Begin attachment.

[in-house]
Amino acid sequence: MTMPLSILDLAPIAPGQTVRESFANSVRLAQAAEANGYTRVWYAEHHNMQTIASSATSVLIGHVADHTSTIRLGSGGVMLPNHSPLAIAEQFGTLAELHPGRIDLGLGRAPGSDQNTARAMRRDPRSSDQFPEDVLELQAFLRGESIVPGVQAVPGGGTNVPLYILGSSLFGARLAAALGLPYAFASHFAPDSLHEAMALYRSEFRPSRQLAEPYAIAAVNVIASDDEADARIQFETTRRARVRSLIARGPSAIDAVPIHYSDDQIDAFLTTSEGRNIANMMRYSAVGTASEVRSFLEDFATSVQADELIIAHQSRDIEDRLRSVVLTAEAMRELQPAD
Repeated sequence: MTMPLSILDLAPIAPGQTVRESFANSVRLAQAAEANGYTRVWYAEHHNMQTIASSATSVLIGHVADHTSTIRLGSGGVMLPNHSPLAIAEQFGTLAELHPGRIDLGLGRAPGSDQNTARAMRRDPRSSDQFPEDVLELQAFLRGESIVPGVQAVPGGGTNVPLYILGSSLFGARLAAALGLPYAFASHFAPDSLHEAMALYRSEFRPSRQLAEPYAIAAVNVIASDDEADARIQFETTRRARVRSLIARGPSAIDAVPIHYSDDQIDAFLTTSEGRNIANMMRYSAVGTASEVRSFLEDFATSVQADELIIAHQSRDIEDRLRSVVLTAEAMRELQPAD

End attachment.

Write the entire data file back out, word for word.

[in-house]
Amino acid sequence: MTMPLSILDLAPIAPGQTVRESFANSVRLAQAAEANGYTRVWYAEHHNMQTIASSATSVLIGHVADHTSTIRLGSGGVMLPNHSPLAIAEQFGTLAELHPGRIDLGLGRAPGSDQNTARAMRRDPRSSDQFPEDVLELQAFLRGESIVPGVQAVPGGGTNVPLYILGSSLFGARLAAALGLPYAFASHFAPDSLHEAMALYRSEFRPSRQLAEPYAIAAVNVIASDDEADARIQFETTRRARVRSLIARGPSAIDAVPIHYSDDQIDAFLTTSEGRNIANMMRYSAVGTASEVRSFLEDFATSVQADELIIAHQSRDIEDRLRSVVLTAEAMRELQPAD
Repeated sequence: MTMPLSILDLAPIAPGQTVRESFANSVRLAQAAEANGYTRVWYAEHHNMQTIASSATSVLIGHVADHTSTIRLGSGGVMLPNHSPLAIAEQFGTLAELHPGRIDLGLGRAPGSDQNTARAMRRDPRSSDQFPEDVLELQAFLRGESIVPGVQAVPGGGTNVPLYILGSSLFGARLAAALGLPYAFASHFAPDSLHEAMALYRSEFRPSRQLAEPYAIAAVNVIASDDEADARIQFETTRRARVRSLIARGPSAIDAVPIHYSDDQIDAFLTTSEGRNIANMMRYSAVGTASEVRSFLEDFATSVQADELIIAHQSRDIEDRLRSVVLTAEAMRELQPAD